Rappahannock River Oysters co-owner Travis Croxton had been wringing his hands for weeks over what to call his forthcoming Mosaic District restaurant once its original handle, Rocksalt, proved too close for comfort for restaurateur Jeff Black, who owns the similarly named BlackSalt in Palisades.

Croxton had debated replacements such as Ebb & Flow, Barcats, Virginica, Rocks & Knifes, Swine & Brine and Croxton & Sons. In the end, he settled on Brine for the 5,000-square-foot farm-to-table project that will feature a menu built around a wood-burning grill.

The owner was originally leaning toward Croxton & Sons, as a nod to his three sons. But then designer Mike Van Hall did a series of graphics for Brine, and that was that. Van Hall "thought he could do a really good treatment on it, and he did," Croxton says. "When I saw it, I thought that makes sense."

So Brine it is.

But Brine, the restaurant, won't be completely dedicated to the briny bivalves on which Croxton has made a living for years. The owner is borrowing a page from chef Mike Isabella, Croxton's cable-TV-approved partner in the forthcoming Graffiato in Richmond, and installing a wood-fired grill, with rotisserie spits, just like the ones at Kapnos on 14th Street NW.

The wood grills at Brine will be loaded with chickens, ducks, cuts of lamb and even whole fish. About one-third of the menu will be comprised of fish and shellfish, Croxton estimates, with the rest focused on meats, poultry and vegetables. There will, of course, be a raw bar dedicated to those slurpable oysters on the half shell.

Brine's calling card, however, will be its producers: Aside from dry goods, as Croxton likes to say, all the ingredients at Brine (as well as the other three restaurants that Croxton will open in different markets under the Rocksalt name) will come from local farmers.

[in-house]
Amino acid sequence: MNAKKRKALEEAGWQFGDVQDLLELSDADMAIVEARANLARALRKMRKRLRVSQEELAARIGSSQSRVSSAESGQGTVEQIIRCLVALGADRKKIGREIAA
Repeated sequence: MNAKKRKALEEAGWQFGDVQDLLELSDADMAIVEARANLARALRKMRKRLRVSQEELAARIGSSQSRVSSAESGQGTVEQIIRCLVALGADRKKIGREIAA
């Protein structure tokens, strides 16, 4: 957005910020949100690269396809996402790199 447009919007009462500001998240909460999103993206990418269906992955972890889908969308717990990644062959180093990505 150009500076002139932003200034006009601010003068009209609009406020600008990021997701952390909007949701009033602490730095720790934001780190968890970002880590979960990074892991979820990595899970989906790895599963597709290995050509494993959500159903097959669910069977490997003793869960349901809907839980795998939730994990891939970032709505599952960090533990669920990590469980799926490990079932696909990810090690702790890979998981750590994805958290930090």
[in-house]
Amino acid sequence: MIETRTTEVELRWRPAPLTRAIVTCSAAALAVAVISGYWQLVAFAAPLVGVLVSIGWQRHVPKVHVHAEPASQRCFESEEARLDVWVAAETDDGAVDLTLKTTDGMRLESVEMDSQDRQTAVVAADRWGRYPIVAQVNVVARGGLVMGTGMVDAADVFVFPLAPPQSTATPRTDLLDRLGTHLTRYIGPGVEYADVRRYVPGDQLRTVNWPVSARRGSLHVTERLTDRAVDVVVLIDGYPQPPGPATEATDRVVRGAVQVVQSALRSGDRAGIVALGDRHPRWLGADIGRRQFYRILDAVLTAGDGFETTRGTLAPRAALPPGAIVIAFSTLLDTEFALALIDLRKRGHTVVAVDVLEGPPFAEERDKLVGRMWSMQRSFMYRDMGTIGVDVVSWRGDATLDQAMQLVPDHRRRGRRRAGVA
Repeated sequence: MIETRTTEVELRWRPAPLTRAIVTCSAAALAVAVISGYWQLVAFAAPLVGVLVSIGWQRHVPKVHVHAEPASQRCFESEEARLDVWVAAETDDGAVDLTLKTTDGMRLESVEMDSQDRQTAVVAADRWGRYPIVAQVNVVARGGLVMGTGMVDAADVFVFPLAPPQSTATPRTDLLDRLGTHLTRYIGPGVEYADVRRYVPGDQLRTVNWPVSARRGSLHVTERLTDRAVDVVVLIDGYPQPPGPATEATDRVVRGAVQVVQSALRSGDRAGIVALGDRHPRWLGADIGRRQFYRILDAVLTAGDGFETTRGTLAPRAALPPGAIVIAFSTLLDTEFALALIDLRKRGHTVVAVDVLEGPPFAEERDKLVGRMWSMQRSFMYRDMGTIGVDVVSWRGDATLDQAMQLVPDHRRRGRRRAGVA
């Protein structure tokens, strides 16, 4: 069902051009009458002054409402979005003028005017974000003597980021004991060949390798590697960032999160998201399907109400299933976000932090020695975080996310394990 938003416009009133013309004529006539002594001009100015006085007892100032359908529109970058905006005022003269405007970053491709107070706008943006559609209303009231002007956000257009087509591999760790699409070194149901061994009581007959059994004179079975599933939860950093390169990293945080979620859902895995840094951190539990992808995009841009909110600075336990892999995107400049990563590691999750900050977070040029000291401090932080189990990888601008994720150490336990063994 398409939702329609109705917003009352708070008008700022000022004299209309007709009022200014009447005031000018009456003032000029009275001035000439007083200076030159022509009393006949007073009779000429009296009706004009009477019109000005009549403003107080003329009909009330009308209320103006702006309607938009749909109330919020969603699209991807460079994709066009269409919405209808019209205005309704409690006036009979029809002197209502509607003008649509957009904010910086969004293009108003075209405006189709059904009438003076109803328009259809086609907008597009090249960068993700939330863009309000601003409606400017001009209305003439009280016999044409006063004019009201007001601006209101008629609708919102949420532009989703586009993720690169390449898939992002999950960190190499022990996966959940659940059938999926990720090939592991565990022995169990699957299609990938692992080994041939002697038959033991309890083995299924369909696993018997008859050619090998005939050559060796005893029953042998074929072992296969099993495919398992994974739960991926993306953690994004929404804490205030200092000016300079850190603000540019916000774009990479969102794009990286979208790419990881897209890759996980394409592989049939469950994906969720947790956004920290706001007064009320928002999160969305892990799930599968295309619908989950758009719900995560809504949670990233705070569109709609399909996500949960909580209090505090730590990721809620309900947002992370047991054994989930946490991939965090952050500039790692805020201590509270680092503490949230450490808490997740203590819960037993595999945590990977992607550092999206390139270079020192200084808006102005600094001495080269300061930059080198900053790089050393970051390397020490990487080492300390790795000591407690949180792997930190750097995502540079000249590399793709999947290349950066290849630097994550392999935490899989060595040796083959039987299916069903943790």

"That's the truth," Croxton says. "The concept was to support these local producers on a mass level. Not just talk about it, but do it."

Dylan Fultineer, chef at Croxton's Rappahannock restaurant in Richmond, was the trailblazer for his boss. Fultineer figured out how to source his vegetables and proteins from local farms without turning the process into a logistical nightmare, crisscrossing the Virginia landscape to buy all his ingredients.

"It's a lot of work, but it makes a difference," Croxton says. It requires an additional "chef that you have to hire to do it."

Croxton has a head chef in mind to lead Brine, but he can't name him yet. The hire could come by January, however, with a targeted opening date of March 2015. The similarly themed Rocksalt restaurants will start to roll out next month, Croxton says. The Rocksalt in Charlottesville is expected to launch in early September, followed by the Rocksalt in Charlotte, N.C., in late fall. The Asheville, N.C., location of Rocksalt is looking to launch in late spring 2015.

"And then," Croxton says, "I'm going to take a vacation."

Brine will be located at 2985 District Ave., Suite 120, in Fairfax.